We’ve had this fireplace for quite a few years and we absolutely love using it, especially in those cold Buffalo winters. However, it just doesn’t fit the living room style at all anymore, and it’s seen better days! But, I really didn’t want to part ways with it because I knew it could have so much potential, and I didn’t want to see it go to a landfill. So, I decided to do a quick upcycle!
Step 1: Add Trim
As you can see, it was very modern and had lots of clean sharp lines. But, my style tends to be more transitional leaning traditional, and I absolutely love me some trim. It’s probably my favorite design element!
I’ve used tiny trim in the past and really wanted to try that here. So, I found a few different styles, and decided to layer those up top!
When I placed the two of these pieces on the flat surface, the top piece didn’t come out quite like I wanted, so I decided to also add a tiny piece of scrap behind it, so that it pushed it out, giving it the dimension I was looking for. Then the next piece fits perfectly underneath!
Then, I decided I wanted another piece around the lower frame too, so I used another type of tiny trim that looked good by itself.
And finally, I added the same trim I add to all of my baseboards, this stop molding. Yes, it’s technically meant for windows, but I absolutely love it in place of quarter-round! So, I added it to the base of the fireplace!
I know it may look a little crazy, but I was getting excited!
Step 2: Add Doors
I decided to add doors to the two sides here. We don’t really keep much in these, mostly because the size makes it hard to style, so I wanted to make it more functional, and I knew that would mean adding some doors!
I debated on going with traditional shaker-style doors or trying something different. Ultimately, I chose something different! I used some scrap ¾ plywood which I cut down to slightly smaller than the size of the opening. Then, I again used tiny trim to create some detail on the front!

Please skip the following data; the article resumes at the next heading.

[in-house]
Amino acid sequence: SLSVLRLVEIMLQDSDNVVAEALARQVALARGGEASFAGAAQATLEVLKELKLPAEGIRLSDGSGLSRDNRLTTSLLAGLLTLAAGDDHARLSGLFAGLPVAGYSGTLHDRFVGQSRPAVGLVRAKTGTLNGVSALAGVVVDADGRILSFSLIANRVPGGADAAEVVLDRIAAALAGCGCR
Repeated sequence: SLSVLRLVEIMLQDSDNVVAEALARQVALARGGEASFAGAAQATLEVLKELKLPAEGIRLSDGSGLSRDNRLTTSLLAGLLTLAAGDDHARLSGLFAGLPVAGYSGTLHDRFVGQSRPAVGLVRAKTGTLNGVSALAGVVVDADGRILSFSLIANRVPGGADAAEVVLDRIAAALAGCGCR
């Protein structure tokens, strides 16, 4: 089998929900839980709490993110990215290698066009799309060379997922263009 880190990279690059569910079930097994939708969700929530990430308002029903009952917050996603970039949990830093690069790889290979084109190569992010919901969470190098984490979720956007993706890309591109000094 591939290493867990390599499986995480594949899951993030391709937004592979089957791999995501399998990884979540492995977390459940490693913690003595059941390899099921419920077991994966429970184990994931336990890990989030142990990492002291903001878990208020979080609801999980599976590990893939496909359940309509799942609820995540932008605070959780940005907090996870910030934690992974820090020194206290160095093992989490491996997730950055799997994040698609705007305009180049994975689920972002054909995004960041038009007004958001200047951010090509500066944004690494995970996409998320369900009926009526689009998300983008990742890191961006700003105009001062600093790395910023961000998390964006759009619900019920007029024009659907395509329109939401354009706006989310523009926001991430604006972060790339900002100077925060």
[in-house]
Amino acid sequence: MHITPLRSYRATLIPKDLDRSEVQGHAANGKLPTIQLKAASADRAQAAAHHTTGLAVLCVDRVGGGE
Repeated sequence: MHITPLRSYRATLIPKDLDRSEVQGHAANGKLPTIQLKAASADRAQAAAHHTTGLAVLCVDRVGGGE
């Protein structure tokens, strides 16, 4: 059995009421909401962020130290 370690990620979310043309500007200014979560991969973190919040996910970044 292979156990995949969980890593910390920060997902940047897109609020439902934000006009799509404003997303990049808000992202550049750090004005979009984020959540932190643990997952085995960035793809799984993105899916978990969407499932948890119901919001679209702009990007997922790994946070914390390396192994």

I installed it using these simple hinges, and that was it! I decided I didn’t want to add hardware to create a cleaner look, so the doors each stick out a little bit where they will open so that you can grab onto them. I like the simplicity this gives it!
Step 3: Paint
Before I could paint, I had to do some prep work, like filling in nail holes and smoothing out some of the damaged spots. Then, I primed using shellac-based BIN primer. This is the ideal primer when you’re painting over laminate furniture. It just sticks the best!
Then it was time to pick the color and this was a tough one. I randomly got an email or saw an ad (I don’t remember) for the color Sage Tint from Benjamin Moore and I instantly thought about using it for the fireplace. Which is kind of crazy because the original plan was always to go with a cream color. But now I was considering green?!
So, of course, I decided to try both! I sampled Sage Tint and Pale Oak and really loved both.
But, ultimately, Sage Tint won! It adds just enough statement while still being so soft and pretty.
What do you think? Would you try this with a piece you already have? I’m going to be doing another simple upcycle next, so you won’t want to miss it!